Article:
May 10, 1861
When I awoke this morning, my body was wound tight like the string of a violin that awaits the bow. I wanted to go, yet Laurel Creek babbled softly to the birds singing in the tree outside my window. I could only think of home, spring, and the fields rising to flower. All was still in the house as I dressed. To my surprise, I found the buttons to Grandpa Samuel’s uniform sewn onto my own. The dawn glimmered on them, causing me some difficulty securing my sword.
I walked from my room as quietly as I could, but found greeting me with murmured morning voices my father, my sister, Ann, and her husband, Peter. Their eyes were swimming and I could not long look upon them nor speak—so thick was my throat. I headed for the front door. Before I reached it, Ann stopped me, making small adjustments to the placement of the coat upon my shoulders. Her hands knew this uniform for from them it was made. She kissed my cheek with a God Bless and I thought that to be the end of it, but my father followed me to the creek. He was stumbling over the slippery rocks so much so that I had to help him back to the other side. When I return, the first thing I shall do is build a bridge over that stream—a bridge with a roof. It’ll be the death of him if I do not. His final words to me were that the buttons would bring me home. They had kept his father’s father alive through the last Revolution, so they should bring me safely home through this one. He took me in his arms, after which I, once again, crossed Laurel Creek. I looked back only once to ensure he had stayed on his side of the water. He had done, thus I headed for Jeb and Zachary’s house.
I arrived in time for breakfast. Zachary was waiting at the door and when I walked in his mother shook me out of my coat like dirt off of a rug. Immediately, she tore off my brass buttons, replacing them with several mismatching ones from various coats of the late Reverend. Zachary said he could have shot me a mile off, the buttons shined so. No shiny target would I make, declared his mother. I did try to explain what my father had said, but she felt it superstitious and nonsense.
As Zachary and I ate in silence, his mother secured the orphaned buttons to my coat and I stole peeks through the window as Jeb said good-bye to his promised, Ruth. She wept as he kissed her cheek so softly. I thought of you then.
I have grieved with you, Juliette, in your loss this last year. Charles was a good and honorable man and a true friend. If I had to lose your hand, it would not have been so easily endured had it been to anyone else but him. The four years since I left Lexington have been at once hollow and painful as you did not return with me as my wife. But, also, they have been joyous and without worry for I left you with a better man than myself. Only your happiness has helped settle me in contentment these last years.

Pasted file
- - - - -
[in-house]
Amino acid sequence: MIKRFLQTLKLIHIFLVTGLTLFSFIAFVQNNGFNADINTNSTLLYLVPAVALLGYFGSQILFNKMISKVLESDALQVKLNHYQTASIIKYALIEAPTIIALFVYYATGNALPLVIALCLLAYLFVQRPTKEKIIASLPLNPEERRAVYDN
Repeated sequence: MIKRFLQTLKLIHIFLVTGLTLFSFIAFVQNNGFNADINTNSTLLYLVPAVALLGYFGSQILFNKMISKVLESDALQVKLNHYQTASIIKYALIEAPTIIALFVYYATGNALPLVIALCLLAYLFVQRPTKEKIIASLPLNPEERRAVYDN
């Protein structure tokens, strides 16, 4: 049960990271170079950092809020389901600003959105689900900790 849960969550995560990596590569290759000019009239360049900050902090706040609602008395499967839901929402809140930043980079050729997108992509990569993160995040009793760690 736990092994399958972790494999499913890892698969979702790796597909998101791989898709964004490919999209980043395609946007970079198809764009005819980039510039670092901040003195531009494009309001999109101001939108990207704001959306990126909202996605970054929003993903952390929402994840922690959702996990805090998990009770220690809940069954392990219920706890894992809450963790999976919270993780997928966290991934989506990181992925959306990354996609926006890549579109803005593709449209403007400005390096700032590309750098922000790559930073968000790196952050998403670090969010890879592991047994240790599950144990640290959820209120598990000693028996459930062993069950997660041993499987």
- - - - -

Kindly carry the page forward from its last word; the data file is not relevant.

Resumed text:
Juliette, I have walked letter by letter with you down the widow’s path. I would be nowhere else. My intention has always been to see you happy once more—to have you loved as you deserve to be loved once more. So I have received your last letter with both jubilant elation and unfathomable sadness for in it I find words of love given to me. Oh, Juliette, I have loved and will love none but you. In the joy of receiving such a gift as your love, my heart weighs heavily. Duty calls me, Juliette, and I can only answer. War is come. I am a soldier. My duty takes me from you, and as I leave, I leave you free. I would not suppose to press my love for you until I can, with open heart and clarity of the future, ask for your hand if you would have me.
So, I shall take up the sword, and as I do, I feel your whispered breath upon my ear and your hair brush gently my neck as you rest your head upon my shoulder. So quiet and deep do I feel you, like the waters at the bottom of the river flowing over its bed.
Though I promised with this pen and paper to write home as often as I could, I think I shall write mostly to you. I shall send, also, one of my grandfather’s buttons with each letter—a token of my family’s past to one who, with hope, shall hold my future. Thus, when I return, you shall have and know all of me that you have missed and we can then speak only of you, whom I have missed, filling my mind and heart with you, having emptied both on the road of war. To return from war with a clear conscience is my most longed-for wish.
I must go now. Captain Tiffany calls a muster. Four years has it been since I have strayed from home and upon my return from university at Virginia Military Institute, I swore I should never leave again. But now, I can only say my heart is forever home with you—whether upon Laurel Creek or any other water beyond which I may find thee.
Samuel E. Annanais
The Covered Bridge
The afternoon was cold and as the school bus drove away the dark cloud of its exhaust drifted heavily behind Ginger Martin, following her up the lane. The snow on the top of her shoes had gradually changed from loose and powdery as she walked to the bus stop to dense and icy now on the return home. It had started to drizzle. Her feet were heavier, as was her mind, for this was a day unlike any other in the last year.